Only division newsletters that are in PDF files will be eligible.
(PDFing files can save a club a lot of postage.)  Make sure your club
is sending a newsletter each month to .  Yes, it is
possible that a club can be selected for ?Newsletter of the Month? more
than once in any year.   In September 2006 we will announce the winner
for the "Newsletter of the Year" from among the twelve
monthly awards.  Division Assistant Directors will be asked to vote on
the issue they liked best. The club editor of the issue with the most
votes will be awarded a plaque for his or her efforts at keeping the
club and the division informed and entertained.  Thanks to division
webmaster Tom Carrubba, KA2D, for the suggestion.

> 2005 Hudson Division Award Winners Selected  -  Awards Dinner
November 12th
Be there with us on Saturday night, November 12th, at the Elk?s Lodge
in Park Ridge, New Jersey to honor our recipients.  It promises to
again be a fun event with loads of door prizes.  Dinner tickets are $45
a plate.
We are also accepting ads for the journal.  Information will be
available shortly on the division web site.

Here is a list of those getting awards this year:
Amateur of the Year, Tom Raffaelli - WB2NHC (nominated by Lyle
Anderson, KC2LCA and Rich Sandell, WK6R)
Technical Achievement, Ulrich Rohde - N1UL (nominated by Mario Karcich,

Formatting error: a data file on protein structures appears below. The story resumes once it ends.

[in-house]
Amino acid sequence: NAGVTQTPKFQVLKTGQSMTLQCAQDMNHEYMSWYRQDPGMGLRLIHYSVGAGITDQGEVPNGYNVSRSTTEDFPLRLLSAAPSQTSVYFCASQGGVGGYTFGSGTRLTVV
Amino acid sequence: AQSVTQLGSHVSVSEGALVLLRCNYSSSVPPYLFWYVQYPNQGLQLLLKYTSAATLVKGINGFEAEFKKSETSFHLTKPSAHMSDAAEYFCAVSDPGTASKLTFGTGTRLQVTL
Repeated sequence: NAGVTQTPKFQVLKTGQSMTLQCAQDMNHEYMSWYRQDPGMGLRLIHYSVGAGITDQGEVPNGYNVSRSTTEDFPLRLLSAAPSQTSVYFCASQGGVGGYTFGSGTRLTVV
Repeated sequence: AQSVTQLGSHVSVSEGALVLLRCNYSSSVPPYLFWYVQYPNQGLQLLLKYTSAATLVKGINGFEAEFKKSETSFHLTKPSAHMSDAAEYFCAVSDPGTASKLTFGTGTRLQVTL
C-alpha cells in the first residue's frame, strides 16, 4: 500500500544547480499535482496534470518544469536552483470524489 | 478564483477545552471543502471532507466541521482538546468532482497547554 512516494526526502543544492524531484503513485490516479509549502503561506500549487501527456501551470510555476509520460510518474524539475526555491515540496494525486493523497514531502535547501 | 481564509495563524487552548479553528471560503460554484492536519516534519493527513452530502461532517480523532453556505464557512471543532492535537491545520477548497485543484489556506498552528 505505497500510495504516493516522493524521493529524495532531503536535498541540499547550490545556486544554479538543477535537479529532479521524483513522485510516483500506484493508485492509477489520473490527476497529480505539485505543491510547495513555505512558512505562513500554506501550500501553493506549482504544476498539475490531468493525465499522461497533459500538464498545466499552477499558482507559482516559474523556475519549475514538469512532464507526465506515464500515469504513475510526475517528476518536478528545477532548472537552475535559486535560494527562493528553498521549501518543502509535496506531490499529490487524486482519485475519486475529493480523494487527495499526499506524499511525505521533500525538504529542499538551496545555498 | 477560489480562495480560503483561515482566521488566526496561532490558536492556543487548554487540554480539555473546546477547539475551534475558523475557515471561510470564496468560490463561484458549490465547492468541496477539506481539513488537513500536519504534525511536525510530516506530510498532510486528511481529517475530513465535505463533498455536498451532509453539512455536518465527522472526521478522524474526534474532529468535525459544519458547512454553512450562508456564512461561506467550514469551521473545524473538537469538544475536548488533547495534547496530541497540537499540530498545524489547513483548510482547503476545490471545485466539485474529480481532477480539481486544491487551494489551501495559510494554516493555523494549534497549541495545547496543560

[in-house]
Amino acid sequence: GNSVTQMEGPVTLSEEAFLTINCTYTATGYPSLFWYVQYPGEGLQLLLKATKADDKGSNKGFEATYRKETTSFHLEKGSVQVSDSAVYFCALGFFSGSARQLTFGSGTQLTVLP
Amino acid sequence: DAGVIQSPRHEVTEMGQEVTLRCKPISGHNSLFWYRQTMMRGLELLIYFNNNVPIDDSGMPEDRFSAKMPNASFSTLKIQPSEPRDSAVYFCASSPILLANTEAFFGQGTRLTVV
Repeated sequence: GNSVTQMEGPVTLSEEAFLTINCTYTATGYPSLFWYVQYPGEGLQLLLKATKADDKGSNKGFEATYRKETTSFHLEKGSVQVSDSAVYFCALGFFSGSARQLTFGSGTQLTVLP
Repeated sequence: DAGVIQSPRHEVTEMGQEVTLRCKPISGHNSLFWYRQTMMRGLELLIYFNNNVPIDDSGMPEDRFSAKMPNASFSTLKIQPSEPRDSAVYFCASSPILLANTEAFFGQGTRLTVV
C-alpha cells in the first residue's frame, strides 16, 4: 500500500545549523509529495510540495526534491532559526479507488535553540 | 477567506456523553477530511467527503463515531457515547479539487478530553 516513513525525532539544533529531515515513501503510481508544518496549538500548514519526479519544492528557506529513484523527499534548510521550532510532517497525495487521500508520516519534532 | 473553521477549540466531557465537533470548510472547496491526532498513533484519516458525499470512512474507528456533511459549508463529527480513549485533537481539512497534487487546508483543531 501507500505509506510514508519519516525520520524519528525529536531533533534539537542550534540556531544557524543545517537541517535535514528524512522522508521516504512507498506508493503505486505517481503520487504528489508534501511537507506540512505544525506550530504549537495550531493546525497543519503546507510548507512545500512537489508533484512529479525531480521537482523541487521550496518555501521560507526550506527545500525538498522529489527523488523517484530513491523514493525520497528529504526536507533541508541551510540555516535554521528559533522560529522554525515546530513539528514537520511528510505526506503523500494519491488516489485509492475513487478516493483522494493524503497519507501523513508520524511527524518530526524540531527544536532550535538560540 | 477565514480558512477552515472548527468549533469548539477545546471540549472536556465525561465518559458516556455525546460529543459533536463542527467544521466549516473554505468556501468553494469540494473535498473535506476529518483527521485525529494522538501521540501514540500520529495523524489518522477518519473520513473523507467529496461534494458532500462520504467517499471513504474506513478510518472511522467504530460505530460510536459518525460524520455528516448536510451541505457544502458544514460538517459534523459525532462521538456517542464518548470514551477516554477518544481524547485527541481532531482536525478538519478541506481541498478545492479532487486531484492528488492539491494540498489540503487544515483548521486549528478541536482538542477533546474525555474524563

K2ZD (2004)
Grand Ole' Ham, Frank Fix - K2AW  (Nominated by Bill Hellman - NA2M)
                                   Lew Malchick, N2RQ (Nominated by
Martin Smith - KA2NRR)
 The committee decided to grant two Grande Ole ?Ham awards this year. 
The Committee was unanimous about awarding both Frank Fix and Lou
Malchick the Grand Ole? Ham award.  

ARRL Goes to Washington video now available in DVD format (Aug 18,
2005) -- A DVD version  ( )  of
the League's 10-minute video The ARRL Goes to Washington now is
available from the on-line catalog. The cost is $5. Produced by Dave
Bell, W6AQ, Alan Kaul, W6RCL, and Bill Pasternak, WA6ITF, this video
documents the League's activities on behalf of Amateur Radio on Capitol
Hill and at the FCC. Because ARRL's advocacy to support Amateur Radio
in "official Washington" typically occurs behind the scenes, it
receives little fanfare in relation to its importance and significance.
This video offers an opportunity to call attention to this critical
ARRL function in an entertaining and informative way. ARRL members